Buying a unit is a great way to increase your investment portfolio or purchase a relatively maintenance-free property to suit your personal needs. Units are also a lot more affordable than buying a free-standing home. So as you peruse the real estate pages, seeking out the apartment to suit your requirements, here are five things to consider.
When you purchase a unit or town-house, you are purchasing one component of a larger complex which means you are part of a strata title. At settlement of your property you will receive a Title for your Lot and you become a joint owner of the complex’s common property.
As a unit owner you will automatically become part of the body corporate, which gives you the right to vote on issues affecting the complex at regular body corporate meetings. It will also mean you pay annual body corporate fees to look after the maintenance and repairs of the site.
Prior to purchase you should investigate what these fees are, any fee increases pending, and upcoming plans or maintenance issues that may incur extra costs. These can include items like repainting the entire building, resurfacing the pool or retiling the barbecue area.
You should also check the financial position of the body corporate before you commit to buying. Has it borrowed any money or does it have any outstanding legal claims against it?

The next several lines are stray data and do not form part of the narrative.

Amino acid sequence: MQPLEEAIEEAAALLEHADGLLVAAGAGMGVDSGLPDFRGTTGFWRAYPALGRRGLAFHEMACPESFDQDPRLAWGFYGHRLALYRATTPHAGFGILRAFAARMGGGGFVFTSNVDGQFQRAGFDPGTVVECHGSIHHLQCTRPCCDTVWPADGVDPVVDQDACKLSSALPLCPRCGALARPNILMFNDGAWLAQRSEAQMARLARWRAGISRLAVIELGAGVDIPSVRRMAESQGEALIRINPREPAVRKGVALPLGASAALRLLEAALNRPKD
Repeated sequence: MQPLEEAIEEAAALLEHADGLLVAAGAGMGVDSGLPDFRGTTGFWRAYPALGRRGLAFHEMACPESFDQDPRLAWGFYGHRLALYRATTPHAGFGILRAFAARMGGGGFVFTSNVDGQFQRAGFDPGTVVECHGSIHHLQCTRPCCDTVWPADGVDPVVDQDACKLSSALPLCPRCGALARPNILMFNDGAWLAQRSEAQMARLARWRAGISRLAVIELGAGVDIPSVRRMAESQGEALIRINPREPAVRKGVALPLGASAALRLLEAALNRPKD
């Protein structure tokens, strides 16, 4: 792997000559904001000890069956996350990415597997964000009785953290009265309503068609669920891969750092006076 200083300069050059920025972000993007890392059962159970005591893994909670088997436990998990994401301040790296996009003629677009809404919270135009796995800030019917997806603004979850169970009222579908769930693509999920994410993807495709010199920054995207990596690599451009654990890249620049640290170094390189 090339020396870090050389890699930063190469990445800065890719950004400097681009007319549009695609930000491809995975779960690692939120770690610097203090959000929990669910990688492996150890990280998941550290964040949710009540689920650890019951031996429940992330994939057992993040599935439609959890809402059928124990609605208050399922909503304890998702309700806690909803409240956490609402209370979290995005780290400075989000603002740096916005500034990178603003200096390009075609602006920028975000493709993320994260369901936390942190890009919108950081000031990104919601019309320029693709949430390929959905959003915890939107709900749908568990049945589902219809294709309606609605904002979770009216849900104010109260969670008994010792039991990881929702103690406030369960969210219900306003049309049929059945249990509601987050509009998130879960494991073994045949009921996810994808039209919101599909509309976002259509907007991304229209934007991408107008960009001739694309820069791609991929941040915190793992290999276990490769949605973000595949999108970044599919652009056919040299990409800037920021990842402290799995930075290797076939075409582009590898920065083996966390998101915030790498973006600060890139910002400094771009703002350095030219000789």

The body corporate is usually responsible for the ongoing maintenance of areas like the building’s exterior, car parks and other common areas. They usually have an annual budget for such works and a fund for upcoming larger maintenance items.
The body corporate committee will generally be responsible for overseeing these matters, with major issues discussed and voted on at body corporate meetings.
Before you buy your unit it’s worth ascertaining if there is a complex manager on site who handles the maintenance, whether jobs are outsourced and how works are conducted.
Renovations and rules
As your unit is part of a greater property there may be rules applied to what you can do inside and outside your individual unit. In addition to the state legislation each body corporate will have their own by-laws that may determine how works can be undertaken, how they should look and who can do them.
That means if you have plans for renovations, you need to check these rules and seek the permission of the body corporate first. The best approach is to contact your body corporate manager for advice on the work you propose to carry out before you begin. Your manager will be able to tell you whether you need approval for what you are proposing, and whether that approval can be granted by the committee, or must be approved by the body corporate as a whole via a general meeting.
The last word
Buying a unit can prove an excellent investment for now and into the future. Like any large purchase you should do your homework first to understand what’s involved after settlement.